What’s on my summer reading list?
By Daniella Snyder
I’m Daniella Snyder, a graduate student at Villanova University, and your ‘Cat in Falvey’s Stacks. I’ll be posting about academics–from research to study habits and everything in between–and how the Library can play a large role in your success here on campus!
Wildcats, this will sound nerdy, but one of my favorite parts of the summer is crafting a list of the books I plan to read over the next few months. Like a good playlist, my summer reading list must have a combination of different genres. It needs something academic, something funny, and I always add something that I should’ve read by now, but haven’t. I think you can tell a lot about a person by what books they read, so I thought I’d share this summer’s reading list.
Slaughterhouse-Five by Kurt Vonnegut
Even though I know that Vonnegut’s a famous author, and Slaughterhouse-Five is a classic novel, I’ve never actually read it, and I’m pretty late to the Vonnegut game. I started reading his novels in college, but have only read two or three of his works. Slaughterhouse-Five is like, the Shawshank Redemption of books. Everyone’s read it, so I should too.
I Might Regret This: Essays, Drawing, Vulnerabilities, and Other Stuff by Abbi Jacobson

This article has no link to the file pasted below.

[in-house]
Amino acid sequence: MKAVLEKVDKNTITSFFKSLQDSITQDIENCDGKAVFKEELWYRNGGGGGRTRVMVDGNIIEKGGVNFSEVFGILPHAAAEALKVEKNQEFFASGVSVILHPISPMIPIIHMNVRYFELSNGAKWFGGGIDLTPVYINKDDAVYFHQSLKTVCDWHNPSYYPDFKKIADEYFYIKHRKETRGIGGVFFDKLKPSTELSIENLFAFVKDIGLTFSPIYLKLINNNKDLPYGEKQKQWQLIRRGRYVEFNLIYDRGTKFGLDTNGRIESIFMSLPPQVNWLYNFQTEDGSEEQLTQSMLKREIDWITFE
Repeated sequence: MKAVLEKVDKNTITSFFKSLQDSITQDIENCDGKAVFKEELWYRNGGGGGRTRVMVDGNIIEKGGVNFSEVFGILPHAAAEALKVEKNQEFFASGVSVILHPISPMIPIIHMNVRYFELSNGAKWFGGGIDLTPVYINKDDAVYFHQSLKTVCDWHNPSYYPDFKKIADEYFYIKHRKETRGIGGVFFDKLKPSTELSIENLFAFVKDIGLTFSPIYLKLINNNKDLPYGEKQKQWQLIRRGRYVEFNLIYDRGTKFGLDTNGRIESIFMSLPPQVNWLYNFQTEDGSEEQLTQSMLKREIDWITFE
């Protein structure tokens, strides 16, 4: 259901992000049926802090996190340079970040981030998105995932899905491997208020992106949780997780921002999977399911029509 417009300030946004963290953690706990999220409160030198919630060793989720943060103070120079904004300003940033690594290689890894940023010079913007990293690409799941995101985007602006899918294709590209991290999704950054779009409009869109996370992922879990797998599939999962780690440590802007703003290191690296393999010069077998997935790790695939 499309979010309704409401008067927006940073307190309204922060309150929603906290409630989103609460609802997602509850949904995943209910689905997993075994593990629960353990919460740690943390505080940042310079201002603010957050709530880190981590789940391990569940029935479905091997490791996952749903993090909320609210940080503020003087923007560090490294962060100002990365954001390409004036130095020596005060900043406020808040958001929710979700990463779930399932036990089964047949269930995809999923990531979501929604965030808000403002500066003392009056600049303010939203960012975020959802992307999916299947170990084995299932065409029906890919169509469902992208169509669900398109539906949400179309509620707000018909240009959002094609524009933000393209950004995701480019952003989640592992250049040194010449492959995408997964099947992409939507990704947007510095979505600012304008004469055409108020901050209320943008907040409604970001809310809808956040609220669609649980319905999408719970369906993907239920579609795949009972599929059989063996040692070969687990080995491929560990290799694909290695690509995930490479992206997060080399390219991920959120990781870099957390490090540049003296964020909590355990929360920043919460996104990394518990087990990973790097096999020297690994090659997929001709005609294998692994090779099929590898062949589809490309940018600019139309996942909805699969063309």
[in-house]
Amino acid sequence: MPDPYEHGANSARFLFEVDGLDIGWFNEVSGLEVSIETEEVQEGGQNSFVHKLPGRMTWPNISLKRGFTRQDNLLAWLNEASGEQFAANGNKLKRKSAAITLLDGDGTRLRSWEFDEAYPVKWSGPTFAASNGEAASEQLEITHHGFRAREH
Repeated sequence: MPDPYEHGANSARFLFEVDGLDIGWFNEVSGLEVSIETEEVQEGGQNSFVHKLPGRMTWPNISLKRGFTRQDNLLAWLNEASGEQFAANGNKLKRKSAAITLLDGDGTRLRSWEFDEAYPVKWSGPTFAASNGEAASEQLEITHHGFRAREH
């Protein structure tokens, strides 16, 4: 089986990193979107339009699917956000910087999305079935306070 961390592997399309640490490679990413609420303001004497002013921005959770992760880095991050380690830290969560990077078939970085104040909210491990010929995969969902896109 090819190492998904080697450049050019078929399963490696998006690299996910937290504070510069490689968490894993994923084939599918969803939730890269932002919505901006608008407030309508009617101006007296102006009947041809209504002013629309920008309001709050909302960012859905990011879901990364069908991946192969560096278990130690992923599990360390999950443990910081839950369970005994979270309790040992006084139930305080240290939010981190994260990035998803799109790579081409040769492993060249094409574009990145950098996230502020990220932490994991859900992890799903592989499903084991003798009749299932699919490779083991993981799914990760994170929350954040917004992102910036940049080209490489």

Abbi Jacobson is a comedic genius. If you’ve seen Broad City, you know what I mean. With this book, I think I’ll be LQTM (laughing quietly to myself) at the beach, at the park, and on the train.
Wow, No Thank You. by Samantha Irby
I was supposed to hear Samantha Irby read at the Free Library of Philadelphia in April, but reading her newest collection of essays will make up for the missed experience. Irby’s writing is biting and hysterical. I’d recommend this one to any of your funny friends.
How To Do Nothing: Resisting the Attention Economy by Jenny Odell
//I don’t really like self-help books, but I think this is different. Odell writes a book that helps us think about efficiency and attention in a new way.
Life of the Party by Olivia Gatwood
I had to have at least one poetry collection on the list, and Olivia Gatwood is so cool. Seriously, though. I stalk her on Instagram, and think she’s so rad. So, I have to imagine that her poetry will be relatable, interesting, and bold.
Such a Fun Age by Kiley Reid
This has been a highly-anticipated book of 2020, and I don’t know much about it, other than my friends have read it and liked it, so I should read it, too.
The Beautiful and Damned by F. Scott Fitzgerald
I took a Fitzgerald course in college, and I still never managed to read this novel. Since Gatsby is still one of my favorite books of all time (basic, I know) I think it’s only right that I read the rest of the Fitzgerald canon.
Sing, Unburied, Sing by Jesmyn Ward
Honestly, how haven’t I read this book yet? It was named a top book of the last decade. Decade! Enough said.
Playing to the Gallery: Helping Contemporary Art in its Struggle to Be Understood by Grayson Perry
If you’ve known me for 15+ minutes, you would know that I studied art history in college, because I somehow incorporate that fact into every conversation I’ve ever had. This book has been on my list for a while.
Daniella Snyder is a former graduate assistant in Falvey Memorial Library. This week, she’s reading The Upside of Being Down by Jen Gotch.
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